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The Defiant

DEXs Account For 5% Of Global Stablecoin Trading: Kaiko

Stablecoins make up three-quarters of trade volume on centralized exchanges

By: Samuel Haig

DEXs Account For 5% Of Global Stablecoin Trading: Kaiko

Decentralized exchanges account for just 5% of global stablecoin trading, despite the figure spiking to 45% in March amid drama in the U.S. banking sector.

According to Kaiko, a cryptocurrency data provider, stablecoin trading makes up 74% of total activity on centralized exchanges. Tether (USDT), the top centralized stablecoin with an $83.4B market cap, accounts for 70% of stablecoin trades.

Kaiko said the stablecoin market share commanded by CEXes is up 10% from the start of the year, at the expense of decentralized platforms. The figure briefly tagged an all-time high of 87% in March after Binance launched a zero-fee promotion to bootstrap liquidity for TUSD.

Despite recent growth from USDC and TUSD, Kaiko’s data shows that Tether continues to dominate the stablecoin sector. USDT accounts for two-thirds of the more than $3T worth of stablecoin trades settled this year.

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Kaiko’s data focuses on the top five stablecoins by capitalization, USDT, USDC, BUSD, TUSD, and DAI. The tokens drove between $10B and $15B in average daily trade volume during 2023 so far.

Top Stablecoins Depeg In 2023

Kaiko described the volatility experienced by stablecoins this year as “concerning,” noting that each of the top five tokens lost their pegs during 2023.

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Year-to-date price performance of top four stablecoins. Source: Kaiko.

USDC and DAI briefly crashed below $0.90 in March, with traders fearing the insolvencies of Silicon Valley Bank and Silvergate Bank could USDC’s reserves. While DAI is an overcollateralized decentralized stablecoin minted by MakerDAO users, 40% of the DAI’s collateral comprised USDC at the time, prompting many DAI holders to offload the token.

USDT tumbled half a cent in June, one day before media reported on documents detailing Tether’s financials after it settled a lawsuit with the New York Attorney General in 2021. Tether attributed the occurrence to market manipulation.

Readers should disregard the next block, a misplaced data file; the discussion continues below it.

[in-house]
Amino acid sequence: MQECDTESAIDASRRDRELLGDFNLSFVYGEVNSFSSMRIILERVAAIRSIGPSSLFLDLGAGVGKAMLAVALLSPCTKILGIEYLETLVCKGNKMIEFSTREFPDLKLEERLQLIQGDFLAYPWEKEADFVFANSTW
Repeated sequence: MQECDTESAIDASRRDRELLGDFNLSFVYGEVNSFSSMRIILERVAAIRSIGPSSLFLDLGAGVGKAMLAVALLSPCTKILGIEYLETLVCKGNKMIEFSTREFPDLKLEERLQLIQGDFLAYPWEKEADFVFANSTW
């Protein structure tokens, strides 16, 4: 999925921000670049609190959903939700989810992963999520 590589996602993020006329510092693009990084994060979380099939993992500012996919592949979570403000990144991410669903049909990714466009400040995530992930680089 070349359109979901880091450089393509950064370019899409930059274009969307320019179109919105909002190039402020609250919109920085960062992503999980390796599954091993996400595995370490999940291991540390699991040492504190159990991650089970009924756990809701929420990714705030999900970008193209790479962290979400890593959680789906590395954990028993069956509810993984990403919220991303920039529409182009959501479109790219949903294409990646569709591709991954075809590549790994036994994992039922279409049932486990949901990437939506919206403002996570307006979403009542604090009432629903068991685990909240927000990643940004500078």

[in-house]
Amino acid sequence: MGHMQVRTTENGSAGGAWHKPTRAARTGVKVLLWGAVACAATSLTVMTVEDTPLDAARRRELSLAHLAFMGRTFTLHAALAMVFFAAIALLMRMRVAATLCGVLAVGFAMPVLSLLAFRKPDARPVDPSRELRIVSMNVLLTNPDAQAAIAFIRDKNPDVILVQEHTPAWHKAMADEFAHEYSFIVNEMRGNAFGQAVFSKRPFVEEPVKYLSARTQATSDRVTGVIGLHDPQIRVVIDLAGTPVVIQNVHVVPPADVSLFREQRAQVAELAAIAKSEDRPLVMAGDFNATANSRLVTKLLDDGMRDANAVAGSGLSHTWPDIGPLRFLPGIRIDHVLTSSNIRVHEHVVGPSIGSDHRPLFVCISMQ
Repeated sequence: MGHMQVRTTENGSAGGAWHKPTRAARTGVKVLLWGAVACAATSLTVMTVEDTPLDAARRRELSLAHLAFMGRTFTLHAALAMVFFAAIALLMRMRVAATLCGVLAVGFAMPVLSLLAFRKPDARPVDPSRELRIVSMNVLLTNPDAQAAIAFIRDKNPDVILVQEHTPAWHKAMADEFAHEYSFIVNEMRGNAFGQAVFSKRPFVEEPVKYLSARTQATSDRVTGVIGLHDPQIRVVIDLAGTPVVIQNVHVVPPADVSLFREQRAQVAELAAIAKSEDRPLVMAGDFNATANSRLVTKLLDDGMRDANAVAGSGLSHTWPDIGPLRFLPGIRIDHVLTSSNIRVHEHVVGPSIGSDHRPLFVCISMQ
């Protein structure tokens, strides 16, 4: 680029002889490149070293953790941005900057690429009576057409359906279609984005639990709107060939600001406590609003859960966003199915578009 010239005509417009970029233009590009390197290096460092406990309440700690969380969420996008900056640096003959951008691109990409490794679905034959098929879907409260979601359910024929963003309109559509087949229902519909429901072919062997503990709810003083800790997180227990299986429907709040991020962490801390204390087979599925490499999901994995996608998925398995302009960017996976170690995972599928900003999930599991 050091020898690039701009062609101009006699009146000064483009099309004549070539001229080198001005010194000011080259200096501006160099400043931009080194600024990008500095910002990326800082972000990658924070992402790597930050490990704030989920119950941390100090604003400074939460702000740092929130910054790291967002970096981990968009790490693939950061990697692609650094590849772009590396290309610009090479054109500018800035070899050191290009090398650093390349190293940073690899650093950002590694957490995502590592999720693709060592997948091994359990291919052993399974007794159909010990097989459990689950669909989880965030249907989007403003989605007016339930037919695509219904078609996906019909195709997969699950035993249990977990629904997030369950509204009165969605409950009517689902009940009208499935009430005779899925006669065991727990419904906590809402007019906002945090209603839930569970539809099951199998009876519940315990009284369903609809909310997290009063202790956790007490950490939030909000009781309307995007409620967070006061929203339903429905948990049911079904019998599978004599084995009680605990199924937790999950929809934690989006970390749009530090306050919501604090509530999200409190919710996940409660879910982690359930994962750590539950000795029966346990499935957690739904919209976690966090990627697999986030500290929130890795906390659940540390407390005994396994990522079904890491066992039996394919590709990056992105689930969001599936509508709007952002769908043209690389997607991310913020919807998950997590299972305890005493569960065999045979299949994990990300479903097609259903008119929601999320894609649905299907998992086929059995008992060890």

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TUSD also suffered a slight depeg in June after traders shorted the token in response to Prime Trust, a crypto exchange and partner to TUSD’s issuer, halted deposits and withdrawals. Despite the incident, TUSD’s market share grew from less than 1% to 19% amid the decline of BUSD.

BUSD has produced both upward and downward volatility in recent months. The volatility comes amid thinning BUSD liquidity after Paxos, the token’s issuer, was ordered to stop minting BUSD by New York regulators in February. BUSD’s market share is now 6%, down from a year-to-date high of 30%.

“While each stablecoin wavered for unique reasons, the volatility highlights a bigger problem: crypto markets are highly dependent on centralized stablecoins that often lack transparency around reserves,” Kaiko said.

DeFi-Native Stablecoins

Kaiko’s report comes amid the emergence of protocol-native stablecoins from top DeFi teams Curve and Aave While Aave governance approved the mainnet launch of its GHO stablecoin today, Curve launched crvUSD in May.

Both protocols allow users to mint stablecoins against deposited collateral assets in exchange for low ongoing fees, meaning users can continue earning DeFi yields while accessing fiat-denominated liquidity.

CrvUSD has since surged in adoption to rank as the sixth-most traded stablecoin, according to CoinGecko. CrvUSD pioneered a soft liquidation mechanism that converts a user’s collateral into stablecoins when approaching liquidation, however, users typically suffer slippage when undergoing soft liquidation.

However, with centralized stablecoins comprising a 12-figure market cap, it remains to be seen whether decentralized stables can take meaningful market share from their centralized counterparts.